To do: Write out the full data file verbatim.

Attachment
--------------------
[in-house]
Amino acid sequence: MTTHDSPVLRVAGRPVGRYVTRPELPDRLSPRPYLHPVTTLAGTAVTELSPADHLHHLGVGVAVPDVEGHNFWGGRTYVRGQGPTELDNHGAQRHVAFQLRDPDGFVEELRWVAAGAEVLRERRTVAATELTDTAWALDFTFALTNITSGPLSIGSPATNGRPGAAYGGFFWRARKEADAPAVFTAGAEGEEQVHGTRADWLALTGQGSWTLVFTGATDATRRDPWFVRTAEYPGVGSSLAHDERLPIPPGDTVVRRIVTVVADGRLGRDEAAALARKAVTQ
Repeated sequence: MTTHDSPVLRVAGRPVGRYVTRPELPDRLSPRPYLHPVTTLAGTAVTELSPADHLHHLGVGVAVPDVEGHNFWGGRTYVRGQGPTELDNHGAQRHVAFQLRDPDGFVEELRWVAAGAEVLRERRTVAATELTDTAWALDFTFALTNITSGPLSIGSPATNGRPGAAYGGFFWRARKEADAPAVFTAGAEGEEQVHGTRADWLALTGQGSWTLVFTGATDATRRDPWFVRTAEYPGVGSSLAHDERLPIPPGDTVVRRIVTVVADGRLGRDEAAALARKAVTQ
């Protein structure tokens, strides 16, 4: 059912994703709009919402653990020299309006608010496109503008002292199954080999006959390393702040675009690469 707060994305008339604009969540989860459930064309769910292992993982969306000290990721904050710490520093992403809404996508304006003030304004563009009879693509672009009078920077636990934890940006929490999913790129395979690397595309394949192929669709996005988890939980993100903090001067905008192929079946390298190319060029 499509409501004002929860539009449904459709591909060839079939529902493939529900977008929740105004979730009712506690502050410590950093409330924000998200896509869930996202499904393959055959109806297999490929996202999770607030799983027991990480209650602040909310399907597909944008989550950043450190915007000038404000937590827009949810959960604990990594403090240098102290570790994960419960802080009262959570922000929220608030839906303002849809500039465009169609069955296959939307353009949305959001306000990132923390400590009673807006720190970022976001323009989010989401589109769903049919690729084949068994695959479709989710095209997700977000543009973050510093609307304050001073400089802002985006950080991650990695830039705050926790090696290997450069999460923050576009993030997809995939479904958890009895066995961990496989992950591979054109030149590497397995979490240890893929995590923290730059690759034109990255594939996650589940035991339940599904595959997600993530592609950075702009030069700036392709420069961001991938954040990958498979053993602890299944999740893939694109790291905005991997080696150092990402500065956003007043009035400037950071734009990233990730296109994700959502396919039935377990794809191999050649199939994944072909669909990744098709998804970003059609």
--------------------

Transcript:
[in-house]
Amino acid sequence: MTTHDSPVLRVAGRPVGRYVTRPELPDRLSPRPYLHPVTTLAGTAVTELSPADHLHHLGVGVAVPDVEGHNFWGGRTYVRGQGPTELDNHGAQRHVAFQLRDPDGFVEELRWVAAGAEVLRERRTVAATELTDTAWALDFTFALTNITSGPLSIGSPATNGRPGAAYGGFFWRARKEADAPAVFTAGAEGEEQVHGTRADWLALTGQGSWTLVFTGATDATRRDPWFVRTAEYPGVGSSLAHDERLPIPPGDTVVRRIVTVVADGRLGRDEAAALARKAVTQ
Repeated sequence: MTTHDSPVLRVAGRPVGRYVTRPELPDRLSPRPYLHPVTTLAGTAVTELSPADHLHHLGVGVAVPDVEGHNFWGGRTYVRGQGPTELDNHGAQRHVAFQLRDPDGFVEELRWVAAGAEVLRERRTVAATELTDTAWALDFTFALTNITSGPLSIGSPATNGRPGAAYGGFFWRARKEADAPAVFTAGAEGEEQVHGTRADWLALTGQGSWTLVFTGATDATRRDPWFVRTAEYPGVGSSLAHDERLPIPPGDTVVRRIVTVVADGRLGRDEAAALARKAVTQ
């Protein structure tokens, strides 16, 4: 059912994703709009919402653990020299309006608010496109503008002292199954080999006959390393702040675009690469 707060994305008339604009969540989860459930064309769910292992993982969306000290990721904050710490520093992403809404996508304006003030304004563009009879693509672009009078920077636990934890940006929490999913790129395979690397595309394949192929669709996005988890939980993100903090001067905008192929079946390298190319060029 499509409501004002929860539009449904459709591909060839079939529902493939529900977008929740105004979730009712506690502050410590950093409330924000998200896509869930996202499904393959055959109806297999490929996202999770607030799983027991990480209650602040909310399907597909944008989550950043450190915007000038404000937590827009949810959960604990990594403090240098102290570790994960419960802080009262959570922000929220608030839906303002849809500039465009169609069955296959939307353009949305959001306000990132923390400590009673807006720190970022976001323009989010989401589109769903049919690729084949068994695959479709989710095209997700977000543009973050510093609307304050001073400089802002985006950080991650990695830039705050926790090696290997450069999460923050576009993030997809995939479904958890009895066995961990496989992950591979054109030149590497397995979490240890893929995590923290730059690759034109990255594939996650589940035991339940599904595959997600993530592609950075702009030069700036392709420069961001991938954040990958498979053993602890299944999740893939694109790291905005991997080696150092990402500065956003007043009035400037950071734009990233990730296109994700959502396919039935377990794809191999050649199939994944072909669909990744098709998804970003059609």